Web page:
Thursday, March 26, 2015

Acid King: Middle of Nowhere, Center of Everywhere (2015)

Time for the quarterly female-fronted doom album! I’ve reviewed so many of these by now, I have nothing left to say about the combination of feminine vocals and slow, meaty riffs.

Specifically, Acid King play stoner doom. It’s slow, mellow, and repetitive. Sometimes trance-inducing, sometimes weird echo effects, but always with a general feeling of psychedelia. The vocals aren’t anything special in this case. She doesn’t have a smoky, sultry voice, or some kind of ethereal, ghostly presence. Her tone is earthy, and mostly ordinary, but still good.

Wednesday, March 25, 2015


Sorry I've been away from the blog for so long. You don't want to hear me drone on about taking care of sick kids (again--this has been the worst year for that) or about how I had an ear infection myself. I don't want to review an album when I've been listening to it with slightly askew hearing. But everyone is recovered for the time being. So let's get to it.

As you probably know, this time of year is the doldrums for metal releases. All the great stuff is rushed out to make year-end lists, and now we're left with the rest. Which isn't to say nothing great comes out between January and mid-March, but those are rare gems indeed. Nothing so far has made me stand up and take notice, but there are two worth mentioning.

Leviathan's Scar Sighted is good. Unfortunately I haven't listened to anything of Wrest's in the past, so I can't put it in context for you in that way. It's a decent slab of modern USBM with healthy doses of dissonance. It sounds like the work of an interesting musician going through his own doldrums. As entertaining as it was for me, I can't say it's anything special. The Verdict: 3.5 out of 5 stars.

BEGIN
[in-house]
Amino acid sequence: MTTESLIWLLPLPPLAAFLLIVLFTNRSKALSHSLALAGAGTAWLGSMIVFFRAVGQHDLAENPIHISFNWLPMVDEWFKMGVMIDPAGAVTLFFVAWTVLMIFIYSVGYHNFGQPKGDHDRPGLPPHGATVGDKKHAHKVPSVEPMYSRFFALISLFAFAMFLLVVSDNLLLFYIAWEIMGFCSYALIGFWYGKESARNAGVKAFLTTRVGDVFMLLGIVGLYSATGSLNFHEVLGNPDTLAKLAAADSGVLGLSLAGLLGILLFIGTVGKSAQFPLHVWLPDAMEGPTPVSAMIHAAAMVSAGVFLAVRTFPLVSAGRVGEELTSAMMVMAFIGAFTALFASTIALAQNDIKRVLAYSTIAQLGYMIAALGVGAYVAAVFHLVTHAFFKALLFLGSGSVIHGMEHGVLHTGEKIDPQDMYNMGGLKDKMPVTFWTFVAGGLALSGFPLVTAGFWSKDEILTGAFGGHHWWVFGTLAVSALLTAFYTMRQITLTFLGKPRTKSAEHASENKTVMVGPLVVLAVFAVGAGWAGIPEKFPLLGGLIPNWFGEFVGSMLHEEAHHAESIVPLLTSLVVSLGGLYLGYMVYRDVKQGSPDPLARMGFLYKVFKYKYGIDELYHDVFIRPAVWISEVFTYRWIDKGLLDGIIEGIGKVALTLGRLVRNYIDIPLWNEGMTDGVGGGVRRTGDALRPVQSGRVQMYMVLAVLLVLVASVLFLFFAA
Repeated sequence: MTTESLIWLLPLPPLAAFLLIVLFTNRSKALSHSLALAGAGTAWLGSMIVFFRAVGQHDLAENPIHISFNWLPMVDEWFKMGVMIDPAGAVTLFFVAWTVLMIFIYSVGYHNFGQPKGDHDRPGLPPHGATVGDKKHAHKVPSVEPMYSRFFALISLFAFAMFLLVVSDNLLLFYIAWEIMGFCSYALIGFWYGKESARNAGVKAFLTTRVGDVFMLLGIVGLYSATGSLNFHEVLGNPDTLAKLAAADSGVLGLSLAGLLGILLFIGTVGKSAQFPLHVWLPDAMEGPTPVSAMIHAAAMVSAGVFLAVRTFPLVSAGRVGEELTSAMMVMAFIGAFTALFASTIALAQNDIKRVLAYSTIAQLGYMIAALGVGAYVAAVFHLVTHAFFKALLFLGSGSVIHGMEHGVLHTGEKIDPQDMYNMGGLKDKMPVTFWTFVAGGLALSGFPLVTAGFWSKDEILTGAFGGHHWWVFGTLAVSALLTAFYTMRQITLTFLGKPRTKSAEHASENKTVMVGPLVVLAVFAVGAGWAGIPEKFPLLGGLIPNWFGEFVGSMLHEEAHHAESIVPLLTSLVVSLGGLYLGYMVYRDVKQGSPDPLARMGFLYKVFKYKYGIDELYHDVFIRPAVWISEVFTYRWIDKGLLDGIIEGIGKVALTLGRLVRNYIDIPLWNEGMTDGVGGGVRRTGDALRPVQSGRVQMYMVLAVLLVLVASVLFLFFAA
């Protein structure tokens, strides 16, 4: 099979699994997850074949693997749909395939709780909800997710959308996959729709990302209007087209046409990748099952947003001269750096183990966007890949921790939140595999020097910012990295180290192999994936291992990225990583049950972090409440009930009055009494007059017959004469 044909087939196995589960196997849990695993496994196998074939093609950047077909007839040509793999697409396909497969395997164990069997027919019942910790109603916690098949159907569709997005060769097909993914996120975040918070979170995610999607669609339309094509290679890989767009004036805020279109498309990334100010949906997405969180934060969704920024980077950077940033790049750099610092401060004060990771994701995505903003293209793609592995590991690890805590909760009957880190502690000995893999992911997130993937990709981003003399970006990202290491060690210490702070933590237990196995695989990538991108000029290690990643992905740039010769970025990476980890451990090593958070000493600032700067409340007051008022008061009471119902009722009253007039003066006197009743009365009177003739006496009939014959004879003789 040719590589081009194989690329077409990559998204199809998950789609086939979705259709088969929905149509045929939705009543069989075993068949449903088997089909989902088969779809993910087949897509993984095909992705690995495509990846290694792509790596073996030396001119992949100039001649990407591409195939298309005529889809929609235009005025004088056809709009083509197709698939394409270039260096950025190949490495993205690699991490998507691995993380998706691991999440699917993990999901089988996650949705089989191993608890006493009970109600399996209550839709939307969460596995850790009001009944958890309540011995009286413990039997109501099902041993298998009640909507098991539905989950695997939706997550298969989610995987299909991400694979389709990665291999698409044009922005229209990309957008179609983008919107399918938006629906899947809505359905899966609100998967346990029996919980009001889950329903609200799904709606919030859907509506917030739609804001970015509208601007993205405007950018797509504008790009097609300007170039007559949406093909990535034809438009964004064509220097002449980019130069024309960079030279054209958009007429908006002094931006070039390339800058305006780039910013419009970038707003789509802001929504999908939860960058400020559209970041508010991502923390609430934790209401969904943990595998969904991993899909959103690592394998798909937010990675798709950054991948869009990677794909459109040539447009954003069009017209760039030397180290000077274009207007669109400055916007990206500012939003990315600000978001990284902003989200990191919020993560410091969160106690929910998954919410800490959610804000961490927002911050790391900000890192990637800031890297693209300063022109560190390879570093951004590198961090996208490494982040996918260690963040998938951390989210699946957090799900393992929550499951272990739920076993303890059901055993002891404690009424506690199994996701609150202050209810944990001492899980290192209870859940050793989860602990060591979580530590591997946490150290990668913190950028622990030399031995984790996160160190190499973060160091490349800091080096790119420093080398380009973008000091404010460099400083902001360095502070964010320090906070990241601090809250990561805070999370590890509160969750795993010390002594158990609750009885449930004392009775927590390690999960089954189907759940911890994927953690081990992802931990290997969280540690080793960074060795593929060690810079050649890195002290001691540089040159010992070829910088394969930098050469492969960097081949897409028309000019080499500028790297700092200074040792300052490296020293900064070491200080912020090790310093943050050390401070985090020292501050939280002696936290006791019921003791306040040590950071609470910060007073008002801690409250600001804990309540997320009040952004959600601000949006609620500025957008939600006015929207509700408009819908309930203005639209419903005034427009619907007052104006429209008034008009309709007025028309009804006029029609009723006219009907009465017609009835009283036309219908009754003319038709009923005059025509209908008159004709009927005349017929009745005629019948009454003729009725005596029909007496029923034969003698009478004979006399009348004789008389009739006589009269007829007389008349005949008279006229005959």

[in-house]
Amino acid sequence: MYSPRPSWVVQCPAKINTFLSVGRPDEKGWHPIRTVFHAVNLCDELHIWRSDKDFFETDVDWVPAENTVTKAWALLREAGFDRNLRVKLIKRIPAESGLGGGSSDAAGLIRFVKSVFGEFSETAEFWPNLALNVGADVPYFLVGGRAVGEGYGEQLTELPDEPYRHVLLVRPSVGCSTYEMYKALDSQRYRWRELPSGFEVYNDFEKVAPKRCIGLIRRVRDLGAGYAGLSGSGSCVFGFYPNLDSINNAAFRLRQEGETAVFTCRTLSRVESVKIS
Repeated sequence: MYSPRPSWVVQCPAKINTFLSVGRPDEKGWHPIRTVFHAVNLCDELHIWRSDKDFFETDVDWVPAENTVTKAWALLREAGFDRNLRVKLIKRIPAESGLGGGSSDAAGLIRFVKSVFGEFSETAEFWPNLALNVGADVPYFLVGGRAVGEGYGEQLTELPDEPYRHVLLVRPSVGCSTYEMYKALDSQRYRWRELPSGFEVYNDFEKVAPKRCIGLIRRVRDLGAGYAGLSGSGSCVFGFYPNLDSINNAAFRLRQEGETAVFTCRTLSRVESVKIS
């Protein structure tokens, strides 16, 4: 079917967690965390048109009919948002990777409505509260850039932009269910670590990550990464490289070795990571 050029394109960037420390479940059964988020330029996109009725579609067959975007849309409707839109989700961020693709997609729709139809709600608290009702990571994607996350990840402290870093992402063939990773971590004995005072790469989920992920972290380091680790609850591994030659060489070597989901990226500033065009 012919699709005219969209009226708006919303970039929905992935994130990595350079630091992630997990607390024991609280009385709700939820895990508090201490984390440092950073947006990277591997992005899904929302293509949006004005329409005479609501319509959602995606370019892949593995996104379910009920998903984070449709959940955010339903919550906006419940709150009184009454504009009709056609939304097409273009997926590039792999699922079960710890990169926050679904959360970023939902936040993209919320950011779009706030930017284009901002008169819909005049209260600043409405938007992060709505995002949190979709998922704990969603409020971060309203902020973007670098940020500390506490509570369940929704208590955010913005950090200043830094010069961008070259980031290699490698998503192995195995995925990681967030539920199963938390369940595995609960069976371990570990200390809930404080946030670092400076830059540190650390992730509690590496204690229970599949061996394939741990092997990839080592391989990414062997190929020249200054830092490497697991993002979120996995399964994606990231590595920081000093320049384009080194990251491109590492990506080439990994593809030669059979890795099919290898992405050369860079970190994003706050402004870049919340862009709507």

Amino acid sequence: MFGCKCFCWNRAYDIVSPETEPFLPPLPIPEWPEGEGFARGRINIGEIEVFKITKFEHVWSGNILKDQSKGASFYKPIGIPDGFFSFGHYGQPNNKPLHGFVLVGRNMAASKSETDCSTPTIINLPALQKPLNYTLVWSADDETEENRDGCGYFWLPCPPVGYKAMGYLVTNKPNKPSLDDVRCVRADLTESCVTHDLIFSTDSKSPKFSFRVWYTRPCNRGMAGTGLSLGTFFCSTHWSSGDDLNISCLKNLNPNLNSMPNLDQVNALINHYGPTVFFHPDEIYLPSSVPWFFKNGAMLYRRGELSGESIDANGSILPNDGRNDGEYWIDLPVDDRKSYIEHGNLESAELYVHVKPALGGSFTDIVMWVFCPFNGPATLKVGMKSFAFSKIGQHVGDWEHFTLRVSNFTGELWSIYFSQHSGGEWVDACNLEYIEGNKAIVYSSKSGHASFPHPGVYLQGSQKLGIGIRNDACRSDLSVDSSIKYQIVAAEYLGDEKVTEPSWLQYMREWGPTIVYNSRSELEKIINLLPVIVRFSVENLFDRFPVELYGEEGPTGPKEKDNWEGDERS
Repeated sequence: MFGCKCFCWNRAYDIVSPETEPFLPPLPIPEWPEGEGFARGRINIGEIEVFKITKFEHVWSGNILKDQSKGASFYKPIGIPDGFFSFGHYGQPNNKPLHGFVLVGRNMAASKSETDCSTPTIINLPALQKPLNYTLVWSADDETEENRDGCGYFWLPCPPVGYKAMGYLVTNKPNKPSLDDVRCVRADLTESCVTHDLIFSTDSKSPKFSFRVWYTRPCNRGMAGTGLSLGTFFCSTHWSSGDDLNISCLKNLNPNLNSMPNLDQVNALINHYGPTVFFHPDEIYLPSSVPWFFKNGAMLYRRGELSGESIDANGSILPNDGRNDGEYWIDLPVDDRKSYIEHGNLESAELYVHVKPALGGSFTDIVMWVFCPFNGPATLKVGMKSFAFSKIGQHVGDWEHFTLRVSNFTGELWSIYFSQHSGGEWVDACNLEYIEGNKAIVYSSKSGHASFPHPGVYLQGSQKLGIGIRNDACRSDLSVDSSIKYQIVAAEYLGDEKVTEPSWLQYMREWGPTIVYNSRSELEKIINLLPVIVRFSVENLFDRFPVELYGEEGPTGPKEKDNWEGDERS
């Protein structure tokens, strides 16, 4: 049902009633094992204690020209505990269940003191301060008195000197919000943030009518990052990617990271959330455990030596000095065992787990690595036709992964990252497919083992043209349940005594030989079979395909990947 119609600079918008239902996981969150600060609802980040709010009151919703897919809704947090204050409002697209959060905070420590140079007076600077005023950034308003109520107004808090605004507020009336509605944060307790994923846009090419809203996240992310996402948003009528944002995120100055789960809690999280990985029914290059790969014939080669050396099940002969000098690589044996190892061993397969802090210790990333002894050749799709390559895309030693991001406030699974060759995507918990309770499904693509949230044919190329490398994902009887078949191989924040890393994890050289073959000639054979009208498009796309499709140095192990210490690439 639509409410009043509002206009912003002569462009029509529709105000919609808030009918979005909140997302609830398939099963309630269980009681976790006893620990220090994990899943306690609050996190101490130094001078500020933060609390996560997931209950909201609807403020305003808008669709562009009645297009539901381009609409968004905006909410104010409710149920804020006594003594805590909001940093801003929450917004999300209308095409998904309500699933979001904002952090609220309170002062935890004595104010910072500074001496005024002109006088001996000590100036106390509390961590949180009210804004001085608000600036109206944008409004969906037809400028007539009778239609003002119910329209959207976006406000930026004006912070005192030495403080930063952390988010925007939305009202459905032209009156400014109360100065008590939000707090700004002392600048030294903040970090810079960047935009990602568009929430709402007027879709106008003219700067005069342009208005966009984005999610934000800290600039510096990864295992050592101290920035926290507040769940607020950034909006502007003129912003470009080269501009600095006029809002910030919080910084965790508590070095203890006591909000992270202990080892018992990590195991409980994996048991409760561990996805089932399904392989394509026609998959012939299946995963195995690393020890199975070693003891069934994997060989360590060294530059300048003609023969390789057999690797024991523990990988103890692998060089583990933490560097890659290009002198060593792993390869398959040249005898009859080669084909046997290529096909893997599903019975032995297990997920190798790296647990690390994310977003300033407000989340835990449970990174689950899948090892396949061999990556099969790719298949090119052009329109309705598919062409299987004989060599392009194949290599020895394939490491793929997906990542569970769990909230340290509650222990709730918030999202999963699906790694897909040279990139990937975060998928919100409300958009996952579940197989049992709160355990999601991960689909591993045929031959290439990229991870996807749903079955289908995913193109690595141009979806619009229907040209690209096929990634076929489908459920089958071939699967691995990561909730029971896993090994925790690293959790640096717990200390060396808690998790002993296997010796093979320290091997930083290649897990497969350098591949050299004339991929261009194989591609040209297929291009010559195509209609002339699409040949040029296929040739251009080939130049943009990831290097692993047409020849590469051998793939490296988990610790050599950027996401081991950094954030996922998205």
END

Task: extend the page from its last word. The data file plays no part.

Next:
Much more intriguing, however, is Volahn's Aq'ab'al is so weird it almost defies description. It's kind of like Krallice, with the multitude of high notes played and the epic sweep of each song. But with more direction. And raw. It has the feeling of really creative underground artists who are never going to get the attention they deserve, and maybe they don't even seek it. Apparently the music is based on some obscure yadda-yadda-yadda, but all I care about is that it sounds weird and great, and--despite that weirdness--is memorable. The Verdict: 4.5 out of 5 stars

Wednesday, March 04, 2015

Metal Briefs: Clearing the Docket

National Sunday Law: Festival of the Horned God (2012)
4 out of 5 stars

It's practically criminal how long I've been sitting on this one without a review, because it's actually pretty damn good. I have some trouble getting past that modern metal vocal style, but this is worth it. It's progressive and dark, with synths that bring to mind Mose Giganticus (the first track) or Opeth (the second). The last song sounds like Baroness covering Deathspell Omega, I guess? That's kind of a weird thought. This is interesting.